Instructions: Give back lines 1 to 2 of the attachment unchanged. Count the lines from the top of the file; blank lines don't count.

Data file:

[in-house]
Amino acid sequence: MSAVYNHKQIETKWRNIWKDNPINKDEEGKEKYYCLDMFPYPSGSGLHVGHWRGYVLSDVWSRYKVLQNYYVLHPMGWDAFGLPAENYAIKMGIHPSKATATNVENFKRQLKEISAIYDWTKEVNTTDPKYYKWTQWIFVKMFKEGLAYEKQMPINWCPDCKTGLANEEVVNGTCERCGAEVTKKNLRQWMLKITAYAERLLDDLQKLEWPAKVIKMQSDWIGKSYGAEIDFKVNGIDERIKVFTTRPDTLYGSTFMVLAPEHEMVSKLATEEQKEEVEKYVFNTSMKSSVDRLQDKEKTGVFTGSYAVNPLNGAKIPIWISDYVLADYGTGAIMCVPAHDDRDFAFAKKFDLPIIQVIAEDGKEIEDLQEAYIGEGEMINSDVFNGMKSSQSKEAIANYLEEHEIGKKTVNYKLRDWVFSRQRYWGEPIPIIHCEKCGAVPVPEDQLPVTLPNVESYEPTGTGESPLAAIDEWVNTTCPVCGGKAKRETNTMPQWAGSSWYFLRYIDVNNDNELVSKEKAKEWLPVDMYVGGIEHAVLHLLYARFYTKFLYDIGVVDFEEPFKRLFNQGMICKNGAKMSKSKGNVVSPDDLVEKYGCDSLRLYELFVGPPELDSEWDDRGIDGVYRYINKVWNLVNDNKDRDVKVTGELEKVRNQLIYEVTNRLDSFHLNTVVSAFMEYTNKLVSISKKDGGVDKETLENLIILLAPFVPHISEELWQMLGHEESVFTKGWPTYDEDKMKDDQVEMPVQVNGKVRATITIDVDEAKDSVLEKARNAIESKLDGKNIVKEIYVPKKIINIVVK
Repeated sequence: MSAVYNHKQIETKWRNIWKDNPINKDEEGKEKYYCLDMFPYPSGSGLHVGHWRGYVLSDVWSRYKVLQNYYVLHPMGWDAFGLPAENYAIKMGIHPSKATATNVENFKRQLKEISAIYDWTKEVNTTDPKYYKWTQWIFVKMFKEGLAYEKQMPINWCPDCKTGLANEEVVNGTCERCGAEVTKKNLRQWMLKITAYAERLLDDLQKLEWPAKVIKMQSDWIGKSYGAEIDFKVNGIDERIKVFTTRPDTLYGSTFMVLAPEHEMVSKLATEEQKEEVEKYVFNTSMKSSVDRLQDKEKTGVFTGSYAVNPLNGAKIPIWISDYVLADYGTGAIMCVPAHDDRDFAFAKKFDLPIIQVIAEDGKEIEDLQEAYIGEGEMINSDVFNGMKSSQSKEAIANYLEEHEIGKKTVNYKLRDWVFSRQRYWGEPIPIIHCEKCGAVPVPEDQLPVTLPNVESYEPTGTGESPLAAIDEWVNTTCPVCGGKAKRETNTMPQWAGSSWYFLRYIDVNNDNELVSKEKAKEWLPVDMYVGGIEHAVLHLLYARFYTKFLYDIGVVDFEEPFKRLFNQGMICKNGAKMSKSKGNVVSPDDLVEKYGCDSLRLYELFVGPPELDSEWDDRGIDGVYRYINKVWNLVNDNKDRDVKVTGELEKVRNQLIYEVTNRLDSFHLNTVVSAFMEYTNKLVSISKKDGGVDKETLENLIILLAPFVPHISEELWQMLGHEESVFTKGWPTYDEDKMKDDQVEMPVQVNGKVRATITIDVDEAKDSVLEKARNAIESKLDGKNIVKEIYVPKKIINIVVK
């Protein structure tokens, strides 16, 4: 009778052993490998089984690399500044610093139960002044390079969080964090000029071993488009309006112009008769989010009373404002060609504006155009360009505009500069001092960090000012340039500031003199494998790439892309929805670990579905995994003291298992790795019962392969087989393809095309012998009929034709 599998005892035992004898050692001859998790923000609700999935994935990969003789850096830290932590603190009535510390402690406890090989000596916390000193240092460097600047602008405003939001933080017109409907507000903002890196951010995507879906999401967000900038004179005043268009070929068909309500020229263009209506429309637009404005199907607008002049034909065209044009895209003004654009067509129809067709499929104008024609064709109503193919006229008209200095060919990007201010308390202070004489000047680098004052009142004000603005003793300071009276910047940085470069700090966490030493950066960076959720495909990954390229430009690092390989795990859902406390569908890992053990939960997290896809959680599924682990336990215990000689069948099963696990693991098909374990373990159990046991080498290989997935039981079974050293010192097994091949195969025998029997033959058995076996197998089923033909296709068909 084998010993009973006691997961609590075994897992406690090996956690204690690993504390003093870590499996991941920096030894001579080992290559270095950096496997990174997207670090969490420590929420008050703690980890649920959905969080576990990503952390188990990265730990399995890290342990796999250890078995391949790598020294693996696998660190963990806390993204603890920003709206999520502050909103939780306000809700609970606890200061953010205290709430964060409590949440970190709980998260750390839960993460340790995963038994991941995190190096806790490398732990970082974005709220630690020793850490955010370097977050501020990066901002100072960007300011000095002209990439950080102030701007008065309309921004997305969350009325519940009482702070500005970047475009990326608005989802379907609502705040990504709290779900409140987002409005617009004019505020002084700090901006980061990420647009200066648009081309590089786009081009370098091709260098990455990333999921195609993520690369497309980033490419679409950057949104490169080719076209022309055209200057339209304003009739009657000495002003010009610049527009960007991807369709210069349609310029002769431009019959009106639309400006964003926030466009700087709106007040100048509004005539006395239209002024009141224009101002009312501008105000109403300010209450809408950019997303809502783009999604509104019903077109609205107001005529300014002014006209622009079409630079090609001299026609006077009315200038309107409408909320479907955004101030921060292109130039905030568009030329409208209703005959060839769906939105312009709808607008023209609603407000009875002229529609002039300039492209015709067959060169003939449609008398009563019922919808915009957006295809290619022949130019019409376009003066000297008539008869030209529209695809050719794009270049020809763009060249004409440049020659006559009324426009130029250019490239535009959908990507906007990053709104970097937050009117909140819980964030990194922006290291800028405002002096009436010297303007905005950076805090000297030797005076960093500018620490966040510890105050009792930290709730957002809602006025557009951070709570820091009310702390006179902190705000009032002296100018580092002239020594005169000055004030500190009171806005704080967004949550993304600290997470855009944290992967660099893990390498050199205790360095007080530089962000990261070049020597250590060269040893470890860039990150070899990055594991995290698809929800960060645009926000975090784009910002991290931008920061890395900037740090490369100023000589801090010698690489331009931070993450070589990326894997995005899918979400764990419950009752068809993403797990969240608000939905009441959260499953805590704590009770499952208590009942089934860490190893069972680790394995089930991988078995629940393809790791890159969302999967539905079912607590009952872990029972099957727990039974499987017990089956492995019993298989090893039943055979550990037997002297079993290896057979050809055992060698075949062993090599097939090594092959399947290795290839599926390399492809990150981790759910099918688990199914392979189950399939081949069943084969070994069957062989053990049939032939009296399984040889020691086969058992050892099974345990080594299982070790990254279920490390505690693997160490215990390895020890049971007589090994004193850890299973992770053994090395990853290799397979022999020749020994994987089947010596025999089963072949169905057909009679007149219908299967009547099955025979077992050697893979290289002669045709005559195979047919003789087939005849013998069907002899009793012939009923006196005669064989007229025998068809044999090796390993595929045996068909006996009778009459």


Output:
[in-house]
Amino acid sequence: MSAVYNHKQIETKWRNIWKDNPINKDEEGKEKYYCLDMFPYPSGSGLHVGHWRGYVLSDVWSRYKVLQNYYVLHPMGWDAFGLPAENYAIKMGIHPSKATATNVENFKRQLKEISAIYDWTKEVNTTDPKYYKWTQWIFVKMFKEGLAYEKQMPINWCPDCKTGLANEEVVNGTCERCGAEVTKKNLRQWMLKITAYAERLLDDLQKLEWPAKVIKMQSDWIGKSYGAEIDFKVNGIDERIKVFTTRPDTLYGSTFMVLAPEHEMVSKLATEEQKEEVEKYVFNTSMKSSVDRLQDKEKTGVFTGSYAVNPLNGAKIPIWISDYVLADYGTGAIMCVPAHDDRDFAFAKKFDLPIIQVIAEDGKEIEDLQEAYIGEGEMINSDVFNGMKSSQSKEAIANYLEEHEIGKKTVNYKLRDWVFSRQRYWGEPIPIIHCEKCGAVPVPEDQLPVTLPNVESYEPTGTGESPLAAIDEWVNTTCPVCGGKAKRETNTMPQWAGSSWYFLRYIDVNNDNELVSKEKAKEWLPVDMYVGGIEHAVLHLLYARFYTKFLYDIGVVDFEEPFKRLFNQGMICKNGAKMSKSKGNVVSPDDLVEKYGCDSLRLYELFVGPPELDSEWDDRGIDGVYRYINKVWNLVNDNKDRDVKVTGELEKVRNQLIYEVTNRLDSFHLNTVVSAFMEYTNKLVSISKKDGGVDKETLENLIILLAPFVPHISEELWQMLGHEESVFTKGWPTYDEDKMKDDQVEMPVQVNGKVRATITIDVDEAKDSVLEKARNAIESKLDGKNIVKEIYVPKKIINIVVK